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'Disappointed' Jackson Hints at Run in '96 : Politics: Two-time presidential candidate calls Clinton a 'dream-buster.' Campaign either as a Democrat or independent is possible, he says.


WASHINGTON — "Sadly disappointed" with President Clinton's performance in office, the Rev. Jesse Jackson said Friday that he is considering running for President in 1996--either by challenging Clinton for the party's nomination or by running as an independent candidate.

"The option of running is open," Jackson said in an interview. "And the option of running in a general election deserves as much attention as running in the primary."

By choosing either of these courses, Jackson could make Clinton's road back to the White House much rougher. If he contests Clinton for the Democratic nomination, Jackson's appeal to blacks and other liberal constituencies could force Clinton to pay more attention to the left. And this would be at a time when the "new Democrat" President would probably want to move to the center to answer Republican criticism that his policies are already far too liberal.

A bid by Jackson, who ran for President in 1984 and 1988, would threaten to divide the Democratic Party much as Patrick J. Buchanan's challenge to President Bush in 1992 disrupted the GOP. And an independent Jackson candidacy might well siphon off the black votes that Clinton needs to win a second term.

"It certainly wouldn't be helpful," said Don Sweitzer, political director of the Democratic National Committee about a possible Jackson candidacy.

"I would hope that Rev. Jackson, who is a valued adviser, would continue to work with the President who has been trying to do a number of things with a recalcitrant Congress. We are hopeful that people in the party would not take part in anything that would tear the party apart."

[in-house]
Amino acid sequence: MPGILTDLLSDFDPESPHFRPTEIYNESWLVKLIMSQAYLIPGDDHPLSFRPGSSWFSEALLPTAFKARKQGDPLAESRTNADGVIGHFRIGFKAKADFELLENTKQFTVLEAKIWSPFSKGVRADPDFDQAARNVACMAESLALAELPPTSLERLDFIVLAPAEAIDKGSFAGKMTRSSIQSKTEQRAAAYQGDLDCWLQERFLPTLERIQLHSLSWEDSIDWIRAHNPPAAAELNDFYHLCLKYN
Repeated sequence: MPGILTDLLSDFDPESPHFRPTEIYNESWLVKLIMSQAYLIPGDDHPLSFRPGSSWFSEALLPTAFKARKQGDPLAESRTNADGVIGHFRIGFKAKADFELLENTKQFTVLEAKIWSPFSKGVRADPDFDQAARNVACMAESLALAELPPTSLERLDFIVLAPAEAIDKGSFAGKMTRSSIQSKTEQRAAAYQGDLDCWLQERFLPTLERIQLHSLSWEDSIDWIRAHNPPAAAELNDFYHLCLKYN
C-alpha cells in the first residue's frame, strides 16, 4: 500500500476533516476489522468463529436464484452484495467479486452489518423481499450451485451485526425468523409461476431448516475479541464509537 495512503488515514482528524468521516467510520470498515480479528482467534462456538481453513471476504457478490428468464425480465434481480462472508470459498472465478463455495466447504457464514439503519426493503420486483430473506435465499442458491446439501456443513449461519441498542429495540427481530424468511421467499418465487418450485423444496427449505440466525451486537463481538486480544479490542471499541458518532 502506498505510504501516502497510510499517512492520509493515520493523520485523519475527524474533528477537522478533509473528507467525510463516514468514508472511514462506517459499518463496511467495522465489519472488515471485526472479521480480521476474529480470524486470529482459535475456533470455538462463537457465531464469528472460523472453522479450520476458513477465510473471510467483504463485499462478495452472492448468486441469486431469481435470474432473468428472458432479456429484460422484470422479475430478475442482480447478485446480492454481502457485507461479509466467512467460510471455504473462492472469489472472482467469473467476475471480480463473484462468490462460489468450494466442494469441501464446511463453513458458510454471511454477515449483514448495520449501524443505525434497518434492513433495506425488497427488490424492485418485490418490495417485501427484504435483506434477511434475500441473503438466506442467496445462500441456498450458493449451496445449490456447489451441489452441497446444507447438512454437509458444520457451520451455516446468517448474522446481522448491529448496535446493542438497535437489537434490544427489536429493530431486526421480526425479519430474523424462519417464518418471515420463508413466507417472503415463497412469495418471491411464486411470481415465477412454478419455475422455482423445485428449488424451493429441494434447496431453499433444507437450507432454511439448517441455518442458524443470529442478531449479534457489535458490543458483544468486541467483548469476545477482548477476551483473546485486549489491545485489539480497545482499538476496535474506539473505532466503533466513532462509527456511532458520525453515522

While Jackson said that he would make no decision about 1996 until after November, he took a dim view of the "present direction" of the Clinton presidency, which he labeled a "dream buster."

"Those of us who voted for racial equality and workers' rights and economic stimulus and education equity as keys to reduce pain and hardship are sadly disappointed," he said. He was speaking on behalf of "the vast body of workers, blacks, Hispanics and urban America" who helped elect Clinton in 1992, Jackson said.

Jackson criticized the Democratic Leadership Council for abandoning its commitment to social justice. The council, which Clinton headed before he sought the White House, served as a crucible for many of the modifications in traditional liberal doctrines that Clinton has sought to apply as President.

Jackson derided one product of this approach, the crime bill adopted this week by Congress, calling it a combination of "Kool-Aid and cyanide."

The crime prevention programs are supposed to be the Kool-Aid, he said, while the cyanide is the punishment--specifically the provisions increasing the number of federal crimes punishable by death from two to 60.

"What we got in Kool-Aid is not worth the cyanide," he said.

Jackson acknowledged that Clinton has had difficulties with Congress, particularly on his economic stimulus program that Republicans in the Senate filibustered to death last year.

While he ponders his decision about 1996, Jackson said, he will be active in the 1994 congressional campaigns, working to register voters and then campaign for some Democratic officeholders on a "very selective and targeted" basis.

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